Common mistakes & how to fix themJune 18, 2020
Common mistakes & how to fix themJune 18, 2020
With all that bending, deep breathing and stretching, some mistakes are bound to happen on the yoga mat. Ahead of International Yoga Day on Sunday, we have collected some of the most common blunders that you should avoid, no matter whether you’re a beginner or experienced yogi.
Some people make the mistake of assuming that grabbing for a block or strap is a sign of weakness, indicating that you are somehow not as ‘good’ or ‘strong’ as the others in the class. But this is totally false! Props are a great way to enhance and support your practise, allowing you to move deeper in certain poses in a safe manner. At the beginning of class have a look at the props stacked on the teacher’s mat so you can get an idea of what you may need during your session. Grab your gear and then don’t be shy—use them!
There is no such thing as ‘no pain no gain’ in yoga. This is a practise of mindfulness and deepening your connection to your body. Slowly and steadily you can (and should) find your edge in each asana—that sweet spot where the body is stretching but not giving sharp pain signals—and then breathe and try to relax in this place. Never force your body into a position it doesn’t want to be in.
Practising on a full stomach
Before hitting the mat, it is best to avoid eating a big meal. Having food in your digestive system can disrupt your practice and put unnecessary pressure on your digestive tract during the more twisty asanas. It is also counterproductive for those seeking to lose weight: moving into a flow with an empty stomach allows our body to tap into its energy reserves more quickly and efficiently.
Holding your breath
Being aware of your breath and synchronizing it to your movements is what makes yoga good yoga. A smooth and steady breath helps us to move in and out of poses, centre our awareness and cleanse the body. The importance of breath cannot be stressed enough—without it we would cease to exist.
Many of us tend to hold our breath as we begin to flow or else, we try to force our breathing to match the teacher’s, especially in the more difficult positions. When you catch yourself doing this take a moment to re-focus on your own deep, conscious breathing rhythm. This will help you stay connected to your own body and provide it the oxygen it needs!
Comparing yourself with others or worrying what others think
Before walking into class, check your ego at the door. Yoga is not competitive and comparing yourself to the yogi beside you does way more harm than good. Worrying what others think or comparing yourself to others in the room distracts you from the true goal of yoga. Remember: this is your practise and your journey.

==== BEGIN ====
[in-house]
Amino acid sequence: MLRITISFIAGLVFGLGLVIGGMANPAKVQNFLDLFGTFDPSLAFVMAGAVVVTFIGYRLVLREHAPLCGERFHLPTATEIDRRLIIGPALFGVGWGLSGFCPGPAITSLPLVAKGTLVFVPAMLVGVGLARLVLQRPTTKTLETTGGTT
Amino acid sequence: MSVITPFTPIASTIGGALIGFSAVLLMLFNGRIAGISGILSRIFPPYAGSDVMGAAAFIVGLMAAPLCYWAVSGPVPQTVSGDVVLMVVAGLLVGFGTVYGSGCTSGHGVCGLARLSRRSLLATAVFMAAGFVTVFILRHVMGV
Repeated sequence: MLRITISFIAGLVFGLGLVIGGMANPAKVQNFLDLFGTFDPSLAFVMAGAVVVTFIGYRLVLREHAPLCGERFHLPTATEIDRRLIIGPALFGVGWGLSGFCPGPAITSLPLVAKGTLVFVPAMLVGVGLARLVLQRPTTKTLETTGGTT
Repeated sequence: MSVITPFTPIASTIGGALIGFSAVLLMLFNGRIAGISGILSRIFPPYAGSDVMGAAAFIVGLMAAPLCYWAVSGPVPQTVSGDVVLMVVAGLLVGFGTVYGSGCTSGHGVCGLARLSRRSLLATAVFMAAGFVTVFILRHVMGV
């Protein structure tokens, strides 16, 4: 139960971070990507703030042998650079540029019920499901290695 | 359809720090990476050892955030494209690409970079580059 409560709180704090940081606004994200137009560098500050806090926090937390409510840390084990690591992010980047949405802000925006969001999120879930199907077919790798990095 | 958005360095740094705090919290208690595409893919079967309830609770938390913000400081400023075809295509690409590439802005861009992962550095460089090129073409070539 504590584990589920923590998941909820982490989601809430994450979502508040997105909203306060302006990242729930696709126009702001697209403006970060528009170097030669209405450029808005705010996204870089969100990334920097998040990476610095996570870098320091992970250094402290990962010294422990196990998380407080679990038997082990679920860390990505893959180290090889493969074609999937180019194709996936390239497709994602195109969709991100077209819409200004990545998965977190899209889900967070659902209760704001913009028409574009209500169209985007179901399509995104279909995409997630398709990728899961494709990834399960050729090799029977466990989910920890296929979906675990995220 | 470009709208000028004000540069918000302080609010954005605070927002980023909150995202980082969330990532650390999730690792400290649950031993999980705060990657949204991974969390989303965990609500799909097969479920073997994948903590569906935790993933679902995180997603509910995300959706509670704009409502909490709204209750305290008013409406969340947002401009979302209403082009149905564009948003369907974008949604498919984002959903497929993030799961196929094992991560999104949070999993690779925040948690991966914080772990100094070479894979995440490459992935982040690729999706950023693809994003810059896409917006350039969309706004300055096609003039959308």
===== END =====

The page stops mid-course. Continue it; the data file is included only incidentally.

There is no such thing as perfection in yoga. It is called a practise for a reason—every single day your body may look or feel different. This means that if you attach yourself to a specific outcome during class it will wreak havoc on your inner peace. Instead focus on proper alignment, feeling steady and strong and anchored in the present moment, and allow yourself to toss out all expectations of how yoga ‘should be’.
Locking your joints
When you lock your knees or elbows during an asana, the muscles surrounding the area are passive and all the strain from the pose is being placed on a network of delicate ligaments and cartilage. If you fall into this bad habit early in your yogic career, you are setting yourself up for a lot of premature wear and tear on your body, which will cause a great deal harm in the long term.
Avoid this by keeping a slight bend in the knees and elbows and activating the surrounding muscles. When practised properly, yoga is actually a great way to keep your joints lubricated and smooth— just make sure not to overextend yourself!
Letting Your Eyes Wander
You may have heard your teacher saying the word drishti and been slightly confused. Drishti is a Sanskrit word meaning sight. It is a technique to establish a focused gaze during your practise, supporting self-awareness and ridding the mind of unnecessary visual distractions. Practise keeping the eyes focused on a certain point and you may be amazed by how much your concentration, balance and power can improve.
Arguably the best part of class, though some may feel tempted to skip this ‘slow bit’ at the end. But that is a big mistake—shavasana is the final relaxation pose that allows your mind to slip away and your body to integrate and absorb all the new information it has received throughout the class. Remember: shavasana is a pose just like any other. If you are truly having difficulties settling in and relaxing, then this is probably the most important pose to explore more deeply.
To wrap it up: yes, yoga is a sacred practise, but it doesn’t need to be super serious. Stay mindful and don’t judge yourself if you are guilty of making some of the common mistakes mentioned above. Slowly work to become more aware and in tune with yourself and your body. Good luck and namaste!